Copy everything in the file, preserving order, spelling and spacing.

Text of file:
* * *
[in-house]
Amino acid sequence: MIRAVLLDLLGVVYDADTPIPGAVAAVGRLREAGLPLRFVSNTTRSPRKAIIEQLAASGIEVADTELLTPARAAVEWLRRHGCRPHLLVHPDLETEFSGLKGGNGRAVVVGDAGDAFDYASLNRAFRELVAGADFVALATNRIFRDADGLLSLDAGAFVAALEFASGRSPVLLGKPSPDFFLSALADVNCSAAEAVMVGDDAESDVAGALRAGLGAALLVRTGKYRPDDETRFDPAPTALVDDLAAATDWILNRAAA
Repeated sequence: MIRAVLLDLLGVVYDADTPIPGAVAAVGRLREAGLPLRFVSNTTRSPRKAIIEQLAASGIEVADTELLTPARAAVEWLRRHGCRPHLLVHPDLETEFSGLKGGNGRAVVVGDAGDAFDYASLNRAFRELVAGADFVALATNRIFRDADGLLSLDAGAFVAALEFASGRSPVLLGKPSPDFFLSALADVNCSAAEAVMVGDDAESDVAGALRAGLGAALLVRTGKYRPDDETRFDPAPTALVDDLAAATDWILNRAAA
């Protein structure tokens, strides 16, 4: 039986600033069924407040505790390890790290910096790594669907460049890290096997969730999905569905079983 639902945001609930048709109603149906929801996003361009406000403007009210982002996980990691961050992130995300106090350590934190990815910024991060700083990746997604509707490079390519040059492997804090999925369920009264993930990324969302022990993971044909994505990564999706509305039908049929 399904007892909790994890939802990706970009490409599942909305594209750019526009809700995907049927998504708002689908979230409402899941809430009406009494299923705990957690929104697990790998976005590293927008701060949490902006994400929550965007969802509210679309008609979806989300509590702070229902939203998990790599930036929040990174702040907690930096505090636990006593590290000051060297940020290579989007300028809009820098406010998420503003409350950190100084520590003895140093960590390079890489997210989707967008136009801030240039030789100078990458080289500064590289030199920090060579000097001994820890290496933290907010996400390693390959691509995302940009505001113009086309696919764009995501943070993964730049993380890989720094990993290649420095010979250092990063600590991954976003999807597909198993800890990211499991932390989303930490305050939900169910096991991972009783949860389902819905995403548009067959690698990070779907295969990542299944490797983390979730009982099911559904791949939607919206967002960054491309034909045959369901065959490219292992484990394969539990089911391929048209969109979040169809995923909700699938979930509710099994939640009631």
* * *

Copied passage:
[in-house]
Amino acid sequence: MIRAVLLDLLGVVYDADTPIPGAVAAVGRLREAGLPLRFVSNTTRSPRKAIIEQLAASGIEVADTELLTPARAAVEWLRRHGCRPHLLVHPDLETEFSGLKGGNGRAVVVGDAGDAFDYASLNRAFRELVAGADFVALATNRIFRDADGLLSLDAGAFVAALEFASGRSPVLLGKPSPDFFLSALADVNCSAAEAVMVGDDAESDVAGALRAGLGAALLVRTGKYRPDDETRFDPAPTALVDDLAAATDWILNRAAA
Repeated sequence: MIRAVLLDLLGVVYDADTPIPGAVAAVGRLREAGLPLRFVSNTTRSPRKAIIEQLAASGIEVADTELLTPARAAVEWLRRHGCRPHLLVHPDLETEFSGLKGGNGRAVVVGDAGDAFDYASLNRAFRELVAGADFVALATNRIFRDADGLLSLDAGAFVAALEFASGRSPVLLGKPSPDFFLSALADVNCSAAEAVMVGDDAESDVAGALRAGLGAALLVRTGKYRPDDETRFDPAPTALVDDLAAATDWILNRAAA
């Protein structure tokens, strides 16, 4: 039986600033069924407040505790390890790290910096790594669907460049890290096997969730999905569905079983 639902945001609930048709109603149906929801996003361009406000403007009210982002996980990691961050992130995300106090350590934190990815910024991060700083990746997604509707490079390519040059492997804090999925369920009264993930990324969302022990993971044909994505990564999706509305039908049929 399904007892909790994890939802990706970009490409599942909305594209750019526009809700995907049927998504708002689908979230409402899941809430009406009494299923705990957690929104697990790998976005590293927008701060949490902006994400929550965007969802509210679309008609979806989300509590702070229902939203998990790599930036929040990174702040907690930096505090636990006593590290000051060297940020290579989007300028809009820098406010998420503003409350950190100084520590003895140093960590390079890489997210989707967008136009801030240039030789100078990458080289500064590289030199920090060579000097001994820890290496933290907010996400390693390959691509995302940009505001113009086309696919764009995501943070993964730049993380890989720094990993290649420095010979250092990063600590991954976003999807597909198993800890990211499991932390989303930490305050939900169910096991991972009783949860389902819905995403548009067959690698990070779907295969990542299944490797983390979730009982099911559904791949939607919206967002960054491309034909045959369901065959490219292992484990394969539990089911391929048209969109979040169809995923909700699938979930509710099994939640009631």